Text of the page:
Dogs with Intervertebral Disc Disease (IVDD)

Beagle on couch

A herniated disc in the spine is referred to as intervertebral disc disease. Any dog can get IVDD, which is often referred to as a "slipped disc," just like people can. Dogs that have this illness may experience severe discomfort and perhaps paralysis. Although there is no way to prevent it, you can lessen the risk and know how to care for your injured dog. It may be caused by a spinal injury or another problem.

What Is Intervertebral Disc Disease?

The spinal cord of a dog develops intervertebral disc disease as it ages. Discs divide the vertebrae, the bones of the spine. The discs between the vertebrae serve as cushions, absorbing trauma and safeguarding the spinal cord.

The spinal cord may be harmed if one of these discs is inflamed, displaced, enlarged, stiffened, or ruptures. Consider the disc to be a jelly donut (but with harder materials). It might become damaged and the jelly could leak out. The debris within a ruptured disc may compress the spinal cord, resulting in excruciating back pain and strange nerve conduction. To enhance stability, the nearby muscles could tense up.

The type of neurological issues caused will depend on the location in the back where the spinal cord is injured. IVDD can occur in the neck (cervical), upper back, mid-back, lumbar area, and tail.

Symptoms of IVDD in Dogs

IVDD can cause a variety of symptoms, including mild to severe discomfort and partial or total paralysis. The precise location of the disc herniation or rupture will determine the signs.

IVDD may be a persistent problem that becomes worse over time. Alternately, it may be a serious issue that needs urgent attention. You should seek out an emergency veterinarian right away if your dog is suddenly dragging a limb or unable to walk properly. Rapid treatment of acute IVDD is necessary to prevent lifelong paralysis of all four limbs.


  • Lameness or drunken gait (ataxia)
  • Stepping on the wrong side of the paw
  • Dragging one or more limbs
  • Tucked abdomen/hunched back
  • Lowered head and/or difficulty turning the head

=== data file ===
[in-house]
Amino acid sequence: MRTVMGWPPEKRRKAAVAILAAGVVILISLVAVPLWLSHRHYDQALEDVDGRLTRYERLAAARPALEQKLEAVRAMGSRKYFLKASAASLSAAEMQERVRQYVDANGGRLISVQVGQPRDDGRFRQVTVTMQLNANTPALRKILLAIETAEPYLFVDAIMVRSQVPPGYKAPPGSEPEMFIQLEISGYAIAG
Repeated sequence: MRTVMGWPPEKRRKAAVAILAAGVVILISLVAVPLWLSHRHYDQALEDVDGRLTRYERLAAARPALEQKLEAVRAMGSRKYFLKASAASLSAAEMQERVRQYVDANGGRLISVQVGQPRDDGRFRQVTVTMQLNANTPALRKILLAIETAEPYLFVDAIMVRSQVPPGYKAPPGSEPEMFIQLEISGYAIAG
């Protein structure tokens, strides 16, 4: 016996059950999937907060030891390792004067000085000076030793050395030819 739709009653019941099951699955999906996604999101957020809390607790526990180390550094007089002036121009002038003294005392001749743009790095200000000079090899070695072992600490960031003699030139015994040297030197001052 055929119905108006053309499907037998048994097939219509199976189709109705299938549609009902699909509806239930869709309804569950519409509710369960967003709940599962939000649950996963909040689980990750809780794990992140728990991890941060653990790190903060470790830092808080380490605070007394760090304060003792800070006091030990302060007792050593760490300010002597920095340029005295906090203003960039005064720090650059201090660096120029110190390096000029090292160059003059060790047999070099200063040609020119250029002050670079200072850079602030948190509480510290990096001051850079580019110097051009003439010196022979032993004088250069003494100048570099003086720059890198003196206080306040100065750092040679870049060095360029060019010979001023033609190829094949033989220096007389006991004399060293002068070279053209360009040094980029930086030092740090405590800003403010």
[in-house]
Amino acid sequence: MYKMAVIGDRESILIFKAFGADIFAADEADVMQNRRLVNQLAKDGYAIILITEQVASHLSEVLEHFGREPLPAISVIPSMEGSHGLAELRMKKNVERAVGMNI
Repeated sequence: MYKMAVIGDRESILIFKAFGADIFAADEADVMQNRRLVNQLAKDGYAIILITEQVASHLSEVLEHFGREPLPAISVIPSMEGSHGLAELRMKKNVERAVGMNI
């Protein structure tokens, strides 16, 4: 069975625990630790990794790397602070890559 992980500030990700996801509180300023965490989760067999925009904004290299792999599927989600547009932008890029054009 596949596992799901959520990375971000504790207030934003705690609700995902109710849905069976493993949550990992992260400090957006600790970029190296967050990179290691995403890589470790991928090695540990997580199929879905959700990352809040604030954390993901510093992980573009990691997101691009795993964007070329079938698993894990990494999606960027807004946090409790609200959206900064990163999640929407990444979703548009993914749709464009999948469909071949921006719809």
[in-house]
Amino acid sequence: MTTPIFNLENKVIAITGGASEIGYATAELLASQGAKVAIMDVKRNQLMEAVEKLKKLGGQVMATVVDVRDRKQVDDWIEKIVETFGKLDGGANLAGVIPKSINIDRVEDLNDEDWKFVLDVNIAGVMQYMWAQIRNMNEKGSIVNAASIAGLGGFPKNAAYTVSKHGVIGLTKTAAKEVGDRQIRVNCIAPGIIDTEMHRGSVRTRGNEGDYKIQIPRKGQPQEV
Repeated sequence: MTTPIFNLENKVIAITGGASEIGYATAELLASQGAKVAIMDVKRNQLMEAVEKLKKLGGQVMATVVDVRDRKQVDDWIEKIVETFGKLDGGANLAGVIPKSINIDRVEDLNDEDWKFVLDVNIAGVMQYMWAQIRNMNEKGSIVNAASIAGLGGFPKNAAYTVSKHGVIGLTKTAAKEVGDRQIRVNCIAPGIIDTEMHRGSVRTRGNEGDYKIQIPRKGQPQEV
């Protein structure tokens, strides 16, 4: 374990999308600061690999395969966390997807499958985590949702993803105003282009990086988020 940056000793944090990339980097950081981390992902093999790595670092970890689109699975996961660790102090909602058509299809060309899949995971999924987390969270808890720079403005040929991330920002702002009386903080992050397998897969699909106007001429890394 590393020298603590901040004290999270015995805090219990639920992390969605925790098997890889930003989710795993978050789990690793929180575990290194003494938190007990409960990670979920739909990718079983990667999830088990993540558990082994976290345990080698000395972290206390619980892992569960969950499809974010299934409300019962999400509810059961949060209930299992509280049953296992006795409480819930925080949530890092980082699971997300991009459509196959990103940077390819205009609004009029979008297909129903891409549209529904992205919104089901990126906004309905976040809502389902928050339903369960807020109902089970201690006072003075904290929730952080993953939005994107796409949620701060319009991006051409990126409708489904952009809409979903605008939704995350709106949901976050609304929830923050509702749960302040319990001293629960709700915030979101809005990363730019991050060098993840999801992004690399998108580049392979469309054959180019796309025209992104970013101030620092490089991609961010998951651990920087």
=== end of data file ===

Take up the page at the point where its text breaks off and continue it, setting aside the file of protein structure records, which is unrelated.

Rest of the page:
• Inability to move or stand
  • Trembling
  • Sensitive to touch/painful in back
  • Incontinence

Lameness or Drunken Gait (Ataxia)

Ataxia is a relatively benign ailment if it affects your dog. Exaggerated and crossed-legged walking will be apparent. However, if the lasts for a few weeks, it can mean that the illness is quickly getting worse.

Stepping on the Wrong Side of Paws

Because of the spinal compression, your dog may attempt to walk on the opposite side of its feet, which means that its feet are turned around. Typically, the back limbs will be affected first.

Dragging Limbs

The dog may seem perfectly functional in the front limbs but be unsteady in the rear limbs if the damaged disc(s) are in the lower back/lumbar area. The dog can eventually begin to drag its hind limbs.

Tucked Abdomen/Hunched Back

A constricted belly, a bent back, and unsteady gait are three signs that typically indicate IVDD in dogs. (A tight stomach and a hunched back alone might indicate gastrointestinal or abdominal distress in the dog.)

Lowered Head and/or Difficulty Turning the Head

Your dog may develop cervical IVDD if the afflicted disc or discs are in the neck. Initial symptoms of cervical IVDD may be limited to discomfort and difficulty moving the head and neck. Or, as a means of obtaining some relaxation, your dog can keep its head down.

Inability to Move or Stand

The inability to move indicates a serious ailment and most likely a cervical issue. All four legs are impacted when a neck-region disc ruptures. However, it is a sign that your dog still has sensation if it can feel the agony of a firm squeeze to the toes and responds accordingly with a yelp or attempt to bite. There may be paralysis and no pain perception in the dog's limbs if a strong pinch causes no reaction or only a minor twitch.


When a dog trembles or shakes, it is a good indication that it is in pain due to IVDD.

Sensitive to Touch/Painful Back

A dog with IVDD will have increased sensitivity when its back is touched, even gently.


Inability to control urination and/or defecation may mean that your dog is suffering from a disc problem in the lower back region.

Causes of IVDD

IVDD frequently runs in families. Small to medium-sized dogs with short limbs and lengthened backs, such dachshunds, shih tzus, Pekingese, Lhasa apsos, and beagles, are most likely to get it. Any breed can be impacted, although tiny dog breeds appear to have a little tendency.

IVDD may result after an injury. Genetically predisposed dogs are more prone to get IVDD after suffering an accident, such as a tumble. Just by jumping "the wrong way," some dogs with the underlying condition might cause an acute disc herniation or rupture.

Diagnosing IVDD in Dogs